As promised the other day a quick post about Stanway Mill
Stanway Mill is part of the Stanway Estate in Gloucestershire. It is a reconstructed, not a restored mill, with all new machinery. There has been a mill on Stanway Estate for centuries, though used for different purposes at various points in its long history.
I have been there twice now, one mild damp day with Gill the Painter and again with Brian on another rainy morning! Stanway is a fun place to visit – particularly on a rainy Thursday as you are warm and dry inside.
Its primary purpose, as I understand it, is to provide an educational service to the children of Gloucestershire. I am very bad at remembering facts and details about machinery but it is all clearly explained when you get there.
There is a great gadget which shows you how the runner or revolving top millstone) works with the fixed lower mill stone (the bed stone) , which makes you go slightly cross eyed while you watch it. There are two sorts of mill stones on show at the mill. The ones they use are made from French Burr, extracted in small pieces from a quarry near Paris, then fitted together like a jigsaw, cemented and bound with steel bands. The other type is known as ‘peak stone’ and was quarried in Derbyshire. These can be seen by the door in the top photo. This type of stone was more often used for making animal feed.
You can go up and down the stairs and see how it all connects up and peek through at the water rushing down from the pond on its way to the waterwheel.
There is a little handmill to play with and you can see how hard it is to grind even a small quantity that way and understand why we had so many mills at one point, powered by wind and water all over the country in the days when we all ate a lot more bread.
If you are in tourist mode in the Cotswolds and visiting Stanway House and Gardens, the lavender fields or Snowshill Manor it is worth a visit.
The noise when the mill is working at full pelt is deafening, reminiscent of steam engine fairs and maybe that is why I always end up a bit befuddled when I come out.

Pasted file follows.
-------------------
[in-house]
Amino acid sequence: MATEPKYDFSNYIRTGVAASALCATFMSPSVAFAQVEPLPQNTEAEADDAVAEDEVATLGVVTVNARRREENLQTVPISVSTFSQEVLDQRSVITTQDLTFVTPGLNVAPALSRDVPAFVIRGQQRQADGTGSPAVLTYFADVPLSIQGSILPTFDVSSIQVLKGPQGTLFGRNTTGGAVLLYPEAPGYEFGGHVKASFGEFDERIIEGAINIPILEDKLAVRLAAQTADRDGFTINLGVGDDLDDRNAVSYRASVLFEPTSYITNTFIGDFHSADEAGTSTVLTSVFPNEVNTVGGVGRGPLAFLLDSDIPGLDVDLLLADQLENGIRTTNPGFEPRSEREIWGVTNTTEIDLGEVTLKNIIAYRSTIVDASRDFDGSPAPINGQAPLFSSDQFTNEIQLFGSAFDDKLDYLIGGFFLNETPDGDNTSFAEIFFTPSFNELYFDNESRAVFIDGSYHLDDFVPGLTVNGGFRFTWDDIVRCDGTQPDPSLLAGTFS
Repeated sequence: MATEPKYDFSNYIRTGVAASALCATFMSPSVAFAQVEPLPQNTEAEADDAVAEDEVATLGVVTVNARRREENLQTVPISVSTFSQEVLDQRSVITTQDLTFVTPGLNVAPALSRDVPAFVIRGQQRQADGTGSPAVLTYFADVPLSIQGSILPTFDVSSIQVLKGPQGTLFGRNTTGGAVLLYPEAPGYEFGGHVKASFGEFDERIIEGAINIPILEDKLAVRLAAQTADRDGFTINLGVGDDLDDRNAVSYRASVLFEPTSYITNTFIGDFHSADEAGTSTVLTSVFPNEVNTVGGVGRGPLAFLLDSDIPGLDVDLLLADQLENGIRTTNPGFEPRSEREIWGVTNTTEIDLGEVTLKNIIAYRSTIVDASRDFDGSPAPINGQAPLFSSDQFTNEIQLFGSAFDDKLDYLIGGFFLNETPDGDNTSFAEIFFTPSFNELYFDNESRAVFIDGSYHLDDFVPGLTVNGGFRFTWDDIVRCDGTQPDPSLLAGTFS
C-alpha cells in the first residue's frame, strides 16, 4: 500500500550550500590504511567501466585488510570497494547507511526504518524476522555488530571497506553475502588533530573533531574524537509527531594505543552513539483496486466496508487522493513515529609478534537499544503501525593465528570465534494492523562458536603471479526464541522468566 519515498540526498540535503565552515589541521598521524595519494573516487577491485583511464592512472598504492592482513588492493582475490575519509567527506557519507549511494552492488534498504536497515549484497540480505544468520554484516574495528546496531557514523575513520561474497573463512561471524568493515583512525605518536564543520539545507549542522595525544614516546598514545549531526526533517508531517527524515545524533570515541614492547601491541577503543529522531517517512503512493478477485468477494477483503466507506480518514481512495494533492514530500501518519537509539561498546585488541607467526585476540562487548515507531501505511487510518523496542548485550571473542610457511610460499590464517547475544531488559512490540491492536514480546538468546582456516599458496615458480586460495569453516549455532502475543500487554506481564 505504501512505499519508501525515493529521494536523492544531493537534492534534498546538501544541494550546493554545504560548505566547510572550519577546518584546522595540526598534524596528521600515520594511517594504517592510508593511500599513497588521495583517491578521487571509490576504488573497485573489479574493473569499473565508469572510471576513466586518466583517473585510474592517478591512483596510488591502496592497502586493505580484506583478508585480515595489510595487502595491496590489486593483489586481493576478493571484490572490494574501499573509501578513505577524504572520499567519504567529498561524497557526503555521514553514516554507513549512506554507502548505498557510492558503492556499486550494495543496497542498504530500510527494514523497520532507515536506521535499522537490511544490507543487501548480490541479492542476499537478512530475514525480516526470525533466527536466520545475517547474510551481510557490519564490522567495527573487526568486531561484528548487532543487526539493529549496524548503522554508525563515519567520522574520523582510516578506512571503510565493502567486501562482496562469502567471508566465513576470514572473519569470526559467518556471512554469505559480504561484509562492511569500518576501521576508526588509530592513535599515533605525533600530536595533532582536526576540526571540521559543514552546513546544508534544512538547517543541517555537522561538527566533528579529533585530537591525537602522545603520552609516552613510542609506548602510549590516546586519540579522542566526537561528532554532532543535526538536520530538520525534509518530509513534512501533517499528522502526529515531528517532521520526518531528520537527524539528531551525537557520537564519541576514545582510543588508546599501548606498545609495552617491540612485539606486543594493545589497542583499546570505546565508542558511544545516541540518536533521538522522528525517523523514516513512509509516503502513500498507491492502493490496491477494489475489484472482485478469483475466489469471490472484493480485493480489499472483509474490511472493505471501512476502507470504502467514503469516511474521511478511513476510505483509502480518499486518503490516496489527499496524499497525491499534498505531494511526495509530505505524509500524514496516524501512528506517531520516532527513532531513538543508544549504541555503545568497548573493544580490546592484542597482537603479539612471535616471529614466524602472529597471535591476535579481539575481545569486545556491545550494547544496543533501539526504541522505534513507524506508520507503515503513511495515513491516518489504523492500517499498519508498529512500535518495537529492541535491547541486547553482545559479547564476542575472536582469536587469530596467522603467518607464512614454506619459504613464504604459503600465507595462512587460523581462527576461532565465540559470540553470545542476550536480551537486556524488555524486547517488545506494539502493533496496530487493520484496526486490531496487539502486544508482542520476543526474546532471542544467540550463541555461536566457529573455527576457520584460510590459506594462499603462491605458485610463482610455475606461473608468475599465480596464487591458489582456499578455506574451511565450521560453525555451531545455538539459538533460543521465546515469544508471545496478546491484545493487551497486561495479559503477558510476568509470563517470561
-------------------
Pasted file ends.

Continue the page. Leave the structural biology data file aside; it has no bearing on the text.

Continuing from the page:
The water is held in the Mill Pond until it is needed to power the wheel and generate the energy to make the milling machinery work.
Stanway Mill produces a good quality bread flour from wheat grown on the Stanway Estate and I have been baking very happily with it for a few months. I find the flour easy to work with both for yeasted and sourdough. The dough holds its shape well without cracking in unwanted places on baking – and I get nice oven spring. It has a wonderful fresh flavour, I think maybe it has been sieved more finely than some stoneground flours I have used. Stanway have built all their equipment themselves as I understand it – but whatever the reason it suits my style of baking well. Sometimes I have problems getting good results with stoneground homegrown flour, and it is nice to find a flour that ticks so many of my boxes that is also relatively inexpensive. I recently took advantage of an offer from Big Barn and ordered loads (3 x12 kg bags) so as to achieve an economy of scale and it worked out at under 80 p a kilo with the postage. I am yet to receive my order as I write, so can’t comment on how well the ordering system works. I wouldn’t advise ordering flour like this unless you have already tried it out and seen whether it suits you and your baking either!
Apart from using it to bake my regular breads as in the previous post, I had a go at a sourdough Tomato Bread which is flavoured with tomatoes and spice, recipe from How to Bake Bread by Emmanuel Hadjiandreou. It went very well with these splendid spicy sausages!
I am not usually a fan of vegetable flavoured breads, I would rather have plain breads that taste of the grain and I often find them a bit overwhelming, getting fed up with them long before we have eaten the whole loaf, but this one looks so pretty that I am glad I had a crack at it. I was enticed into making it by Ray’s lovely bread photos on his blog garlicbuddha. Hmm, maybe I should try that beetroot bread too, Ray, it looks awesome!